The sweeping decisions on the Defense of Marriage Act and Proposition 8 by the U.S. Supreme Court caused rallies of support across the country on Wednesday. Several hundred people celebrating the ruling gathered at the Bexar County Courthouse.
Activists and other people of all ages holding both rainbow and American flags, and a sign that said "love is love" flooded in front of the courthouse to cheer on the rulings of the Supreme Court. Many of those attending had smiles on their faces, adding to the mood of victory as they danced.
Jay Morris a state lead for Get Equal Texas and said the rulings were more symbolic for the Lone Star State.
"Texas still bans same-sex unions and doesn’t even have anything close to marriage equality. But it is a feeling of being on top of the mountain now -- we can get there," Morris said.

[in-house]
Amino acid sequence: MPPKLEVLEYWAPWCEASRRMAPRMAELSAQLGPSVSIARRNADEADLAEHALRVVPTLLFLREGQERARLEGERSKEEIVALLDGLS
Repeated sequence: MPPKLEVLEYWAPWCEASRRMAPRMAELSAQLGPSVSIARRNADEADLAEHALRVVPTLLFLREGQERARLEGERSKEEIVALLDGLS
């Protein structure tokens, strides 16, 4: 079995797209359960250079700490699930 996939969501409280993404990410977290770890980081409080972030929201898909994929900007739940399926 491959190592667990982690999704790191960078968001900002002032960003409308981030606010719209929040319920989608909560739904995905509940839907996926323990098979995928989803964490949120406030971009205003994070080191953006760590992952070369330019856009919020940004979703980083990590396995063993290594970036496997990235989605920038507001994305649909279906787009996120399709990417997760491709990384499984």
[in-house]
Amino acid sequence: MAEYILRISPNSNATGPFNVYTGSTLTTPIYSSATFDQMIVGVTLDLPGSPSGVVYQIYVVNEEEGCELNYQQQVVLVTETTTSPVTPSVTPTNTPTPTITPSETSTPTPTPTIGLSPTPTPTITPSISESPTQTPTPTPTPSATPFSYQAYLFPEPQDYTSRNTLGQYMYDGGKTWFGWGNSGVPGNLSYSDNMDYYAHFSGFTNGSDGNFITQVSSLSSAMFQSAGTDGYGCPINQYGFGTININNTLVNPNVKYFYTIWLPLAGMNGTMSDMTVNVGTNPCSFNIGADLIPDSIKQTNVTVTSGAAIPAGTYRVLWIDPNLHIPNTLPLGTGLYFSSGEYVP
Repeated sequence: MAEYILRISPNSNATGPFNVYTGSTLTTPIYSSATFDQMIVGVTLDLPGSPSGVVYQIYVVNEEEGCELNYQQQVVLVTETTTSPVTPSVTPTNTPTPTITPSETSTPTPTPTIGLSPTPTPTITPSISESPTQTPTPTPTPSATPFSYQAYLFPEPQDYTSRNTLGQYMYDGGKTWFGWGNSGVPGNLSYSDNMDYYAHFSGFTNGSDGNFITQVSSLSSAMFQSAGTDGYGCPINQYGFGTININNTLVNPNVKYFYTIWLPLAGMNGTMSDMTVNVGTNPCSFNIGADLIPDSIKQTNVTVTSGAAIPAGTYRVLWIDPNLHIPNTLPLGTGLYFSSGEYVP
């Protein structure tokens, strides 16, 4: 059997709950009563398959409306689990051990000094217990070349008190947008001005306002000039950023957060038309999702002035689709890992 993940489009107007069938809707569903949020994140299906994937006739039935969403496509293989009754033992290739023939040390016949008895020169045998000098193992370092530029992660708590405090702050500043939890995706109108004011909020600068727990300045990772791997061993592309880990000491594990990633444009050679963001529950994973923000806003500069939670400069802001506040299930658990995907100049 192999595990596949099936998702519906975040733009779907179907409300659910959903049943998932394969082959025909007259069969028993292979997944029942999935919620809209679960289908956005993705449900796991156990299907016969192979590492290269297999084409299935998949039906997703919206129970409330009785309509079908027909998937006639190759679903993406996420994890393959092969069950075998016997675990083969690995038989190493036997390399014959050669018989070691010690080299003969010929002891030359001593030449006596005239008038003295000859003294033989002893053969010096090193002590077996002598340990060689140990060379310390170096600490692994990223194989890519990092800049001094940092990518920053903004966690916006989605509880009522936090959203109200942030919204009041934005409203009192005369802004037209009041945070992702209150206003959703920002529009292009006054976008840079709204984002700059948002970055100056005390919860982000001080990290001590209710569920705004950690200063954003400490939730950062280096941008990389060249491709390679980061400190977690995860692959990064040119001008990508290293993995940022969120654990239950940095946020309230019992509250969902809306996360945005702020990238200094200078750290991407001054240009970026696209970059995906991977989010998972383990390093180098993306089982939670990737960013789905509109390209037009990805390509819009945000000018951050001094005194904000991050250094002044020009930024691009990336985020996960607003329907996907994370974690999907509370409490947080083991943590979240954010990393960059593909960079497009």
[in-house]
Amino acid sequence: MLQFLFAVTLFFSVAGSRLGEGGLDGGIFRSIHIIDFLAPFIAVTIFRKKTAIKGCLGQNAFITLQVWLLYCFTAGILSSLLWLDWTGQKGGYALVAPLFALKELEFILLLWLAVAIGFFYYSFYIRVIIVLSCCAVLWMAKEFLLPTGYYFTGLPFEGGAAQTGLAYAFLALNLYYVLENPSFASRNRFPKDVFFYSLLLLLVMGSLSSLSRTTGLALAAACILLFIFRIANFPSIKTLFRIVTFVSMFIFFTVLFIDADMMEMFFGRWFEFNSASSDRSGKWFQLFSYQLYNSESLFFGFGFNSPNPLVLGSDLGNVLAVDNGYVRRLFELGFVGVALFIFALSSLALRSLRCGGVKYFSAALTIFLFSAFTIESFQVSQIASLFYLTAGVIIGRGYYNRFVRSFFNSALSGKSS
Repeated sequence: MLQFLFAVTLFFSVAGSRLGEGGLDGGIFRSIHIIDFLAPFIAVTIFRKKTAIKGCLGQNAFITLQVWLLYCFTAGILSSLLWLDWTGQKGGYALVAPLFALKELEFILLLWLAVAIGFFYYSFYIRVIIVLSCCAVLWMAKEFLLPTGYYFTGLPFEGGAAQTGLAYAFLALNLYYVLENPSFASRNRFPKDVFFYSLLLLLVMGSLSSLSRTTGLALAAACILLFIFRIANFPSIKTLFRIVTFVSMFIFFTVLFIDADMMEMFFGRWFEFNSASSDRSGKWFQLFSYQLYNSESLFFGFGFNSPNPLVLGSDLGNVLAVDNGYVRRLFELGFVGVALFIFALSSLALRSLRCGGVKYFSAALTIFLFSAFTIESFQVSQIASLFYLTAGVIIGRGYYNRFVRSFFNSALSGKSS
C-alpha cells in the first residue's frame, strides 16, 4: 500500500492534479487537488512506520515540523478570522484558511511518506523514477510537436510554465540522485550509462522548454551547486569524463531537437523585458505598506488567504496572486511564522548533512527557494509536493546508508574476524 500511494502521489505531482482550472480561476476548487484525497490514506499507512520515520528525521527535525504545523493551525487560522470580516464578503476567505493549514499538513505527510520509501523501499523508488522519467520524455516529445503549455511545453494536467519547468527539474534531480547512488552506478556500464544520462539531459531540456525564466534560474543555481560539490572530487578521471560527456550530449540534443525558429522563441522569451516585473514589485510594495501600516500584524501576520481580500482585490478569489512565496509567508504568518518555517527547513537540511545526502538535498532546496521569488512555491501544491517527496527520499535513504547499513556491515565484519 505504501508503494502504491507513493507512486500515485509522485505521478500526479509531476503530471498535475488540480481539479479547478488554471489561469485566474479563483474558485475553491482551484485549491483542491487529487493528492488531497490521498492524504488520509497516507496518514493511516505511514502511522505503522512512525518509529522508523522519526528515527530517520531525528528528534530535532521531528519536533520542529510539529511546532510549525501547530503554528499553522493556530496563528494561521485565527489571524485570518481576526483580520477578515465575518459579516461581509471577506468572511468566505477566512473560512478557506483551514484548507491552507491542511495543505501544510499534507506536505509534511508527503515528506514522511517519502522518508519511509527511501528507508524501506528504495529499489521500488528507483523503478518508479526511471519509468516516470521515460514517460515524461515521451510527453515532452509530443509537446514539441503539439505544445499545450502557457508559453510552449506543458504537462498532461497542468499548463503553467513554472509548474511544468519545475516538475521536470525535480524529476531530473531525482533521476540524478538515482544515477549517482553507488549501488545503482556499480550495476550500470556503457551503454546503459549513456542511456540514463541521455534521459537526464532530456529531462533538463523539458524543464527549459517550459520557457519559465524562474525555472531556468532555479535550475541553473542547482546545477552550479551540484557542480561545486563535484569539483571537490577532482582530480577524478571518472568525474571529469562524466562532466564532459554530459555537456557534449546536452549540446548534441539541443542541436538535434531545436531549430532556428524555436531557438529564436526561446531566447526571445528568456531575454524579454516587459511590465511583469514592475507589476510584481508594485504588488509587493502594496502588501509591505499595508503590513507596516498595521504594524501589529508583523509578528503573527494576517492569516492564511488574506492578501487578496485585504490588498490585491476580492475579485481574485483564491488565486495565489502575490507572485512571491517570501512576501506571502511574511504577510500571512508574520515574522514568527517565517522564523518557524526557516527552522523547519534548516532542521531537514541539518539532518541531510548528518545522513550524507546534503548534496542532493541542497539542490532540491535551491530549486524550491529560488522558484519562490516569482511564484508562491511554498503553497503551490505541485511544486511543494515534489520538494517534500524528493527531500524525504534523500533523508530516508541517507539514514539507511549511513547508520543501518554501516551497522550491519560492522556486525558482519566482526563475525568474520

Roxanne Henkin and Mary-Lou Daugherty were married in Canada on their 30th anniversary. Since Texas doesn’t recognize their marriage they’re grateful for the federal benefits they receive but said the fight to get here couldn’t have happened without the help.
"I think we’ve reach this point -- and we've waited such a long time for it -- because we’ve had straight people come and be our allies," said Henkin. "The more people know couples like us and people like us, the more they see we’re just trying to get equal rights."
"We need people to speak up," Daughtery replied.
Although the court paved the way for federal recognition, Carlos Soto shared the thoughts of many saying the fight is not over until all fifty states accept same-sex marriage.
"For the past eight years being involved in the journey we’ve been through, the 40 years that people who did not live to see this day, it just means to me tears of joy and happiness and what more work we’re going to do but at least it’s a stepping stone to the right direction," Soto said.